RECONCEIVING THE FAMILY: CRITICAL REFLECTIONS ON THE AMERICAN LAW INSTITUTE'S PRINCIPLES OF THE LAW OF FAMILY DISSOLUTION, Robin Fretwell Wilson, ed., Cambridge University Press, 2006
39 Pages Posted: 21 Jun 2005
This analysis of the American Law Institute's Principles of Family Law, Chapter 3, examines how the Principles perceive the origins and extent of parental obligation. What is that makes someone financially responsible for a child? Perhaps surprisingly, the Drafters of this key chapter of the Principles spend remarkably little time analyzing that question. Instead, to determine who has parental obligation, the Principles rely on extant legal paternity and parenthood doctrine that is itself completely muddled. To determine the extent of parental obligation, the Principles employ a binary biological ideal of parenthood that fails to reflect reality for close to half of the children in this country. What is most striking about this traditional approach to parental obligation is how much it contrasts with the Principles' approach to parental rights in Chapter 2. Chapter 2 does a great deal of ambitious work laying out a new framework for who should enjoy parental rights and why. In doing so, it greatly expands the pool of people who may be entitled to parental rights and it makes clear that more than two people can be parents to one child. Chapter 3 does almost nothing to expand the pool of people who may be responsible for a child and it specifically discourages the notion that more than two people can parent one child. Thus, it is clear that adults may enjoy parental rights without shouldering any parental responsibility.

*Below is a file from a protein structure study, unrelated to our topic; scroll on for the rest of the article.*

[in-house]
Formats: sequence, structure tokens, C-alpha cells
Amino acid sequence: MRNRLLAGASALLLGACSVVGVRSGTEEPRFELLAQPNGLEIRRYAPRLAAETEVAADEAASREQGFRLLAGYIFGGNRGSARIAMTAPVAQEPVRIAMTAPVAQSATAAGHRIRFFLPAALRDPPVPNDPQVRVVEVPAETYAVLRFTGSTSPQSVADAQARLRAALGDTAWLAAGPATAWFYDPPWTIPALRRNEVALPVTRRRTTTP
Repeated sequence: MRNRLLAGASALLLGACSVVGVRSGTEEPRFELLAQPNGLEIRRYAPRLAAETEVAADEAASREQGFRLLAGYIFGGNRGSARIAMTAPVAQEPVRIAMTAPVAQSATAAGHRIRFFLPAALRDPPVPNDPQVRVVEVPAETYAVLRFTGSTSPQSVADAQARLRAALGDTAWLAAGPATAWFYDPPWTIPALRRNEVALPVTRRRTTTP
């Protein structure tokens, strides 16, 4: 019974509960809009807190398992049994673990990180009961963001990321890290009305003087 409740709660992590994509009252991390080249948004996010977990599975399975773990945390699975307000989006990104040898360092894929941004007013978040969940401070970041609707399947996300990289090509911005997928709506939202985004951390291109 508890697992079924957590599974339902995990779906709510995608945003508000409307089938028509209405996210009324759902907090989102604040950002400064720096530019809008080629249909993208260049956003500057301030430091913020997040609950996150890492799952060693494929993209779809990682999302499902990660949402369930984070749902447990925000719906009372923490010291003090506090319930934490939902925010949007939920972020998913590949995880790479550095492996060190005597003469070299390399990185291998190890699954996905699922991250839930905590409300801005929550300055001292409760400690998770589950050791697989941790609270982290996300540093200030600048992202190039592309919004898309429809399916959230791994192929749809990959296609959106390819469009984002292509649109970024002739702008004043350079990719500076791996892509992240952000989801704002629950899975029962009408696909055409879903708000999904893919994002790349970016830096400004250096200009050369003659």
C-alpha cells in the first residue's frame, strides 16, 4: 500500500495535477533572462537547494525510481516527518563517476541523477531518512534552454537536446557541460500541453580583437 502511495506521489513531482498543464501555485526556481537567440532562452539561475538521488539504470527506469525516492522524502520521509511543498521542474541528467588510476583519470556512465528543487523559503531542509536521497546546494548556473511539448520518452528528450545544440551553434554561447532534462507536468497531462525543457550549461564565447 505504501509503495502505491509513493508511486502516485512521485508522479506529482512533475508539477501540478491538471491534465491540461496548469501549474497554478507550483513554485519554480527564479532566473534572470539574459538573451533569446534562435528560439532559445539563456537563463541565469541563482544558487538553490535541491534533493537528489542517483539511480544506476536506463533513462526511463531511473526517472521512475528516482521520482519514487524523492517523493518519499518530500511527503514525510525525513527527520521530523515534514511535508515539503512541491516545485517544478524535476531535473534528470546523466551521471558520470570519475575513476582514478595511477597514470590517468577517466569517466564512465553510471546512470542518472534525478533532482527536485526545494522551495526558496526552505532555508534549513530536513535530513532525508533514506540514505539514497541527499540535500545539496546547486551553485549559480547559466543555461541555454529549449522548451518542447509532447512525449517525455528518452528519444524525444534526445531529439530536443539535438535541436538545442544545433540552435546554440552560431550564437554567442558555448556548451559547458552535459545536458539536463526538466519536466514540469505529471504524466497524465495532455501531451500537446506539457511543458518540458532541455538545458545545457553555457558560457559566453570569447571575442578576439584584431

Regardless of what one thinks of the wisdom of either chapter 2 or 3, their contrasting treatment of parental rights and obligation demands further analysis.
Keywords: Family Law, American Law Institute, Parental Obligation
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